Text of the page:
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Servitudes - What, how and when?

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Servitudes - What, how and when?

6th July 2017


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A servitude can be defined as a limited real right registered in the Deeds Office against the title deed of a property in terms of which a burden is imposed on an immovable property restricting the rights, powers or liberties of its owner to a greater or lesser extent in favour of either another person or the owner of another property.

In simpler terms, the holder of the servitude will be entitled to exercise some right on the property of another or prohibit the owner of the property from exercising some of his/her ownership rights.


It is necessary for conveyancing purposes to draw a distinction between personal and real rights, as in terms of the Deeds Registries Act No 47 of 1937, only real rights in immovable property are registrable against a property.

Servitudes are classified as either personal or praedial. Both praedial and personal servitudes, once registered, constitute real rights.  One should not be misled into thinking that a personal servitude is merely a personal right and not registerable.


Herein we will shortly discuss the distinction between personal or praedial servitudes.

Personal Servitudes

A personal servitude entitles the holder of the real right to exercise some right in the property of another or to prohibit another from exercising a normal ownership right.  This servitude is established in favour of a particular person and cannot be transferred to a third party.
Personal servitudes may be constituted for a fixed term of years or be granted until the occurence of a future event or for the lifetime of the beneficiary, but not beyond his or her death.

The most commonly known personal servitudes are a usufruct, right to use, or the right to occupy a property for a certain period of time.

Praedial Servitudes

Praedial servitudes can be recognised as follows: A right is granted over one (or more) property/ies in favour of another property/ies.  There is always a servient and a dominant tenement/property. 

A classic example of a praedial servitude is the right of way servitude granted by the owner of a farm to the neighbouring farmer allowing the latter access to his farm from a main road.

A praedial servitude is thus a real right entitling one piece of land from receiving the benefit of the right, and the other piece of land being subject to the right.  This servitude attaches to the property itself and not to a person and even though a change in ownership may take place, this servitude will continue to exist and can only be cancelled by agreement between the parties.

Creation of a servitude

A personal servitude can be created by agreement between the parties.  In practice, however, this type of servitude is mostly provided for in terms of a will in which a surviving spouse or heir is given the right to occupy the property during their lifetime.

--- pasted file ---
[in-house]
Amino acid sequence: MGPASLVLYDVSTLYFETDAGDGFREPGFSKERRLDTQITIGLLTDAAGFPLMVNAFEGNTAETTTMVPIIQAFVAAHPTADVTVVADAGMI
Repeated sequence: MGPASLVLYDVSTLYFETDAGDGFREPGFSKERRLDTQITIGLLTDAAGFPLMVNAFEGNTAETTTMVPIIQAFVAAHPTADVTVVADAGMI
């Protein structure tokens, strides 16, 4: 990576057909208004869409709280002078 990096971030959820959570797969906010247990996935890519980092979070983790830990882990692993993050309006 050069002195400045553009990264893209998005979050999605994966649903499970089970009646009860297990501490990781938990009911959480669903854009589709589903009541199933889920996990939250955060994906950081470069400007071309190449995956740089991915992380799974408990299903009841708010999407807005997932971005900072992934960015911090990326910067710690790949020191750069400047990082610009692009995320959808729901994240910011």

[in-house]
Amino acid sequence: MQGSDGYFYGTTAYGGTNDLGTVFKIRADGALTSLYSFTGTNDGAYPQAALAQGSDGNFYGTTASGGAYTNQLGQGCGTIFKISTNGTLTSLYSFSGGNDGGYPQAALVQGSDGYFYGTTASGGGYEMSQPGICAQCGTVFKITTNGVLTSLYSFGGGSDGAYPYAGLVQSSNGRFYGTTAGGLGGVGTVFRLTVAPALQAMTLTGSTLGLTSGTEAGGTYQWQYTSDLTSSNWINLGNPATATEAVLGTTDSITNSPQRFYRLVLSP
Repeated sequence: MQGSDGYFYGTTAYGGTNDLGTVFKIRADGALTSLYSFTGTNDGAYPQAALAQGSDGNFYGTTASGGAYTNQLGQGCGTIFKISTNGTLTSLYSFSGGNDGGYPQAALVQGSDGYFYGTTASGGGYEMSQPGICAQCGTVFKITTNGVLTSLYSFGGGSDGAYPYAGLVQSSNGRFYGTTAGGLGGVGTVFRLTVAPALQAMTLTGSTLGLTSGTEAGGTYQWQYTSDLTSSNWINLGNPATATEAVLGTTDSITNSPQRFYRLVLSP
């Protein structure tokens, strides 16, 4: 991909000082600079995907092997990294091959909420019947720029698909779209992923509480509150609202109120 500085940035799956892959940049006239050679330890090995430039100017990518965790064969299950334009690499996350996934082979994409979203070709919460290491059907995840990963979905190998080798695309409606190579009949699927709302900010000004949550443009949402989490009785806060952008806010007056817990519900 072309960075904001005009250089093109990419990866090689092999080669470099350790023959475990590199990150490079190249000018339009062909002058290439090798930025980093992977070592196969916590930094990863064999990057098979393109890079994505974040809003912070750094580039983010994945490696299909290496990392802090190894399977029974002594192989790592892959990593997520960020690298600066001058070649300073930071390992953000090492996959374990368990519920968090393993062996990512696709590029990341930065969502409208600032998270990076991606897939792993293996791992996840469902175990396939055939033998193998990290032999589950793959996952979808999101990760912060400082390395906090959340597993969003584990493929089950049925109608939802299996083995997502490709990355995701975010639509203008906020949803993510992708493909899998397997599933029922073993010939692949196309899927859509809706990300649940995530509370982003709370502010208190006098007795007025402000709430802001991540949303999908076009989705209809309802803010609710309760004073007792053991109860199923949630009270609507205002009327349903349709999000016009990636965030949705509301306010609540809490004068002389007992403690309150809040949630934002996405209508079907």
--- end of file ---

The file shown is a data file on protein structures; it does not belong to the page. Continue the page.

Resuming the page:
A praedial servitude is similarly concluded by way of an agreement between parties. This agreement will set out the rights and responsibilities of each party as well as the consideration amount that the person in whose favour the servitude is to be registered, will have to pay the owner of the property. The consideration payable, is usually in the form of a lump sum, but the parties are free to agree on a monthly or quarterly payment, depending on the type of servitude.

The servitude agreement must be drafted and notarised by a notary public and registered in the Deeds Registry.

How do you know whether there is a servitude registered over a property?

By examining the title deed of a property, one would be able to ascertain whether there is a servitude registered over a property.

After registration in the Deeds Office the servitude forms part of the conditions contained in the title deed or it would be in the form of an endorsement on the said title deed.

Cancellation of a servitude

In the instance of a praedial servitude, a notarial deed of cancellation will have to be registered in the Deeds Office to note the removal of the servitude condition from the title deed. This will either be in the form of a Bilateral Notarial Deed of Cancellation or a Unilateral Notarial Deed of Cancellation.

A Bilateral Deed is entered into by both parties as one party holds the right and the other party is subject thereto.  On the other hand, a Unilateral Deed will be used when the servitude does not place any obligations on the other party.

A personal servitude can be cancelled by an application to the Registrar of Deeds, stating that the servitude has lapsed due to the passing of time or the death of the holder thereof or in same manner as a praedial servitude, with a notarial deed of cancellation.

A common issue that arises with servitudes, is that the servitudes are registered as mentioned herein, but agreements between the parties are not reached regarding aspects such as maintenance and access to the property. These agreements are of the utmost importance as it can lead to disputes between parties.
It is advisable to contact a conveyancer to assist you in ascertaining whether a servitude is registered against your property and to identify the type of servitude.  Alternatively, assist you in creating a servitude or having a servitude removed and ensuring that your agreement deals with all the relevant aspects of the servitude to avoid unnecessary disputes.

Written by Arinda Truter, Associate Attorney, Notary & Conveyancer, SchoemanLaw Inc.


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